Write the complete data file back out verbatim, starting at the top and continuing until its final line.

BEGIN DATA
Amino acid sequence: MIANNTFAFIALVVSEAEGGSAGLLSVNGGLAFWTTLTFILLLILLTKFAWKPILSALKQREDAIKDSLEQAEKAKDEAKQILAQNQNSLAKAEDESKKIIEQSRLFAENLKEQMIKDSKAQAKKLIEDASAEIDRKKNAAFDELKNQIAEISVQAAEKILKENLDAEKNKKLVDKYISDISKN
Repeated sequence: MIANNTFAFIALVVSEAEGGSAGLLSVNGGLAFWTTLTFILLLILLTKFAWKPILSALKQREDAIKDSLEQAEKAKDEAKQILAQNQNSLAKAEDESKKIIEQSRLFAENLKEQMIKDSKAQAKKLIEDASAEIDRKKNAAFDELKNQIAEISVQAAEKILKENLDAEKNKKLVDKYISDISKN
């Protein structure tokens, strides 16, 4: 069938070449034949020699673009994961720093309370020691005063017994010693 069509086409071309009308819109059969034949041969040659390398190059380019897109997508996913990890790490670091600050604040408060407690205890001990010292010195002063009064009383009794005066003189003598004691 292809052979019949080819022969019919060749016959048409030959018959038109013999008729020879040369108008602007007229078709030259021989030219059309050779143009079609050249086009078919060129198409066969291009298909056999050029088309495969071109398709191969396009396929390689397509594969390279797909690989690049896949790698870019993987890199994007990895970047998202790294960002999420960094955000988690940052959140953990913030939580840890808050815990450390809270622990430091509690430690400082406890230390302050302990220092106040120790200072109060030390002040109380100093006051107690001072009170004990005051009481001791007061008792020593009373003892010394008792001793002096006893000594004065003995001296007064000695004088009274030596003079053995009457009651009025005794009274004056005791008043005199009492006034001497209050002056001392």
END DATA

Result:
Amino acid sequence: MIANNTFAFIALVVSEAEGGSAGLLSVNGGLAFWTTLTFILLLILLTKFAWKPILSALKQREDAIKDSLEQAEKAKDEAKQILAQNQNSLAKAEDESKKIIEQSRLFAENLKEQMIKDSKAQAKKLIEDASAEIDRKKNAAFDELKNQIAEISVQAAEKILKENLDAEKNKKLVDKYISDISKN
Repeated sequence: MIANNTFAFIALVVSEAEGGSAGLLSVNGGLAFWTTLTFILLLILLTKFAWKPILSALKQREDAIKDSLEQAEKAKDEAKQILAQNQNSLAKAEDESKKIIEQSRLFAENLKEQMIKDSKAQAKKLIEDASAEIDRKKNAAFDELKNQIAEISVQAAEKILKENLDAEKNKKLVDKYISDISKN
């Protein structure tokens, strides 16, 4: 069938070449034949020699673009994961720093309370020691005063017994010693 069509086409071309009308819109059969034949041969040659390398190059380019897109997508996913990890790490670091600050604040408060407690205890001990010292010195002063009064009383009794005066003189003598004691 292809052979019949080819022969019919060749016959048409030959018959038109013999008729020879040369108008602007007229078709030259021989030219059309050779143009079609050249086009078919060129198409066969291009298909056999050029088309495969071109398709191969396009396929390689397509594969390279797909690989690049896949790698870019993987890199994007990895970047998202790294960002999420960094955000988690940052959140953990913030939580840890808050815990450390809270622990430091509690430690400082406890230390302050302990220092106040120790200072109060030390002040109380100093006051107690001072009170004990005051009481001791007061008792020593009373003892010394008792001793002096006893000594004065003995001296007064000695004088009274030596003079053995009457009651009025005794009274004056005791008043005199009492006034001497209050002056001392």